August 1, 2017

WEAPONIZED INTELLIGENCE: Obama spy agencies changed rules, making it easier to unmask members of Congress.

President Obama’s intelligence chief issued revised procedures in 2013 that made it easier for executive branch officials to “unmask” the names of lawmakers or congressional staffers caught up in intelligence intercepts overseas, according to interviews and documents reviewed by The Hill.

Procedures issued by Director of National Intelligence James Clapper in March 2013 formally supplanted a 1992 set of rules that made the dissemination of names of intercepted lawmakers or congressional aides an act of last resort.

The new standard allowed for a lawmaker’s or staffer’s name to be unmasked if “an executive branch recipient of intelligence” believed that learning “the identity of the Member of Congress or the Congressional staff is necessary to understand and assess the associated intelligence and further a lawful activity of the recipient agency,” according to a memo released earlier this month by the DNI’s office with little public fanfare.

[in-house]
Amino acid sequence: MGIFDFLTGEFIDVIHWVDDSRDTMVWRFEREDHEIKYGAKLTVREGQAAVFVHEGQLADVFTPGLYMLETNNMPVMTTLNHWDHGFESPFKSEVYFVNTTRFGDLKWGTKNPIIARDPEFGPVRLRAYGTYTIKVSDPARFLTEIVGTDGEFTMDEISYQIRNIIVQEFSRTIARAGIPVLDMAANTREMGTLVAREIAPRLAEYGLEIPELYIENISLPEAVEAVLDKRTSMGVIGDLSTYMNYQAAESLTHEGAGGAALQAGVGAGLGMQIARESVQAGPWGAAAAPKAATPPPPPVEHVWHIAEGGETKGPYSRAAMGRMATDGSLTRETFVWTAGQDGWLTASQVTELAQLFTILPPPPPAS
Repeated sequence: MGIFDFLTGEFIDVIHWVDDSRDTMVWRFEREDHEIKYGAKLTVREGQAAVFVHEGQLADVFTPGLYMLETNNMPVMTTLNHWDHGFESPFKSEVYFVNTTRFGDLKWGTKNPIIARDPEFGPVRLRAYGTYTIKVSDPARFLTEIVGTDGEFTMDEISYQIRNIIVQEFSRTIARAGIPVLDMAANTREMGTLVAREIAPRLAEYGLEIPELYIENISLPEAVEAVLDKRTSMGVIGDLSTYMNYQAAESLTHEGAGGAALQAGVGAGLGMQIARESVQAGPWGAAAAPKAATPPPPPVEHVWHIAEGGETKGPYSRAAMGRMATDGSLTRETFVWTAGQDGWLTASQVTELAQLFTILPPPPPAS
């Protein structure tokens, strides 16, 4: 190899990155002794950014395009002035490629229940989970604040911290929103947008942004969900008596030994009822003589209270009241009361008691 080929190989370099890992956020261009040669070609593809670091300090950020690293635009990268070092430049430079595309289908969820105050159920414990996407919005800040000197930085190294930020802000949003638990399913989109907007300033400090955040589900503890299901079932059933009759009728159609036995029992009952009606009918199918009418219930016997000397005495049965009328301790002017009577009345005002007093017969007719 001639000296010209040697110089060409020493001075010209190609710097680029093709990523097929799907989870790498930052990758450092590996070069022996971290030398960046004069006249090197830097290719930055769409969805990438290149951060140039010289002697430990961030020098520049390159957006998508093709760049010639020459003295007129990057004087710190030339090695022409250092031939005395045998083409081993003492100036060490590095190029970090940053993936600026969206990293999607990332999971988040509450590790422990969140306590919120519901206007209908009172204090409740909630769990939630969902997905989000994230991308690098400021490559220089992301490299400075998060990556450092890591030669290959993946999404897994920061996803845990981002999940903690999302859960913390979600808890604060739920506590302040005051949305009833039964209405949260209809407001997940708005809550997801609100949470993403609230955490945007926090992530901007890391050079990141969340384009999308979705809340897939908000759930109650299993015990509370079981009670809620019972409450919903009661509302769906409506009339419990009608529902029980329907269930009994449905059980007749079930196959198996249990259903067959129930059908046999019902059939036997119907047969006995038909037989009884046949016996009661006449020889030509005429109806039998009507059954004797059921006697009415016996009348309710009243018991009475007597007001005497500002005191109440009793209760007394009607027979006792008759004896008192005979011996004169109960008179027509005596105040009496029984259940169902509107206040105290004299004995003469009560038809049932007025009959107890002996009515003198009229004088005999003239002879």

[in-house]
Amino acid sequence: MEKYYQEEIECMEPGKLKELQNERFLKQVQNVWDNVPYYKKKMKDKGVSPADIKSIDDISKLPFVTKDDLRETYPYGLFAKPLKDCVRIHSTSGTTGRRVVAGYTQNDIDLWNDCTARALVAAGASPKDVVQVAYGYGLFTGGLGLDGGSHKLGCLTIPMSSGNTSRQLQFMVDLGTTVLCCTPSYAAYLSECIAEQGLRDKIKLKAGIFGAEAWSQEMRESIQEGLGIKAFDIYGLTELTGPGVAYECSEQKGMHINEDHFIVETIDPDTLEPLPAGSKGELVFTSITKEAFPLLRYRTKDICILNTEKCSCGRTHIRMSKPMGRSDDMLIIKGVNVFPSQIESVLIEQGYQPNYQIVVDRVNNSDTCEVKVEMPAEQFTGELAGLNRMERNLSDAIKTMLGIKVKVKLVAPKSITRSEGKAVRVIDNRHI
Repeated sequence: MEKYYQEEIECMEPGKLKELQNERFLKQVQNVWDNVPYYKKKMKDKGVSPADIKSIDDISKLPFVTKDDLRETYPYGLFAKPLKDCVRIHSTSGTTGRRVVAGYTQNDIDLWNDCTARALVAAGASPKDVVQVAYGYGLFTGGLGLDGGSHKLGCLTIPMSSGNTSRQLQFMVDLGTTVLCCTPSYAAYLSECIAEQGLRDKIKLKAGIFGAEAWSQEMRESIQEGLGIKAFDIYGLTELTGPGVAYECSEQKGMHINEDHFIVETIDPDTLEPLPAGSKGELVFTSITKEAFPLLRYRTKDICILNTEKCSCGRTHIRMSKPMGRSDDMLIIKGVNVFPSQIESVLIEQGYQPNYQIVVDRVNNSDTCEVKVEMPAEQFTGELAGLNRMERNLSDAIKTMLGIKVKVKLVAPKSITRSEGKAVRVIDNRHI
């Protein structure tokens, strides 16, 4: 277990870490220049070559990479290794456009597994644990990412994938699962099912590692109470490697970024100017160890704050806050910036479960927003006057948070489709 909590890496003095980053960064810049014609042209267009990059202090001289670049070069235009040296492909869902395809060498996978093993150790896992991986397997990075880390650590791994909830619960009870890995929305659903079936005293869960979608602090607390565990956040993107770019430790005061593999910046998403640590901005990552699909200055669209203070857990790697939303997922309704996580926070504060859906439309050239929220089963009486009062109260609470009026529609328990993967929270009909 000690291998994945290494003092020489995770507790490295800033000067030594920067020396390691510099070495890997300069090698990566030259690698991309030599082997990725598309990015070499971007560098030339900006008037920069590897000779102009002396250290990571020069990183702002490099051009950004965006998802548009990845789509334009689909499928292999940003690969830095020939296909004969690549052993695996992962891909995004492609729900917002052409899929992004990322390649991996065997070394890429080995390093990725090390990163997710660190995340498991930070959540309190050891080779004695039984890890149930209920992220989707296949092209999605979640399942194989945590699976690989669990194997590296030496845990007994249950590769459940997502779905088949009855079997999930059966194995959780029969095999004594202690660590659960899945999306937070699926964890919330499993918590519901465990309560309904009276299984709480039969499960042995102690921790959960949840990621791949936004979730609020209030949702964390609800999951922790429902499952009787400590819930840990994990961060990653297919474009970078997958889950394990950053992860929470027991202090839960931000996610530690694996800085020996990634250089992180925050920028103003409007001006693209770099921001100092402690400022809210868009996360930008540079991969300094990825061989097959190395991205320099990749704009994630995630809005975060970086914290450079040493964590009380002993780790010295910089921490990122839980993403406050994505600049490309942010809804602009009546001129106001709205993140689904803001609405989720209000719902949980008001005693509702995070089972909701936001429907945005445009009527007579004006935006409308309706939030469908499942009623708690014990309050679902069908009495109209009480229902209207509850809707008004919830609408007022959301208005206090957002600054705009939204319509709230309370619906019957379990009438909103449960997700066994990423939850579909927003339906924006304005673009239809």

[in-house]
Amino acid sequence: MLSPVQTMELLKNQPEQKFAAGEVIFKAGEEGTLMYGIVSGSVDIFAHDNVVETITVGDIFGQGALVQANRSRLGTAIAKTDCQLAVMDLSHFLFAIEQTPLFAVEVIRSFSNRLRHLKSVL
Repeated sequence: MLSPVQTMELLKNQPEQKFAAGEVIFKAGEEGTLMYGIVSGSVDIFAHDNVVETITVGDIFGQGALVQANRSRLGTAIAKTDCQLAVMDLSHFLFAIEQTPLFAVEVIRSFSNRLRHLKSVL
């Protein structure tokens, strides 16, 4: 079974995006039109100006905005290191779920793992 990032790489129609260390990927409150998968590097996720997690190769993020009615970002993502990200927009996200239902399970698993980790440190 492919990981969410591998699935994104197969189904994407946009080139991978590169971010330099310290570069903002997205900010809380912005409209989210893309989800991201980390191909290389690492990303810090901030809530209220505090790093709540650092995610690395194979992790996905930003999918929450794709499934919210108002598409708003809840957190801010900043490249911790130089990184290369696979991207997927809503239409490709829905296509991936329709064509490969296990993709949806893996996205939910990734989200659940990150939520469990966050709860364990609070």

Under the previous rules authorized by former President George H.W. Bush and then-CIA Director Robert Gates, the CIA chief himself had to give “prior written approval” that the release of the identifying information had met “a legitimate foreign intelligence or counterintelligence need” that “cannot be satisfied in any other fashion.”

In the absence of such a finding, executive branch spy agencies had to redact or delete the name of any congressional employee from intelligence reports under a process known in the intelligence world as minimization. The minimization practice exists to protect Americans’ privacy because most spy intercepts overseas are captured without a court-approved warrant required by the Fourth Amendment of the Constitution.

But the change was totally non-political, you guys.

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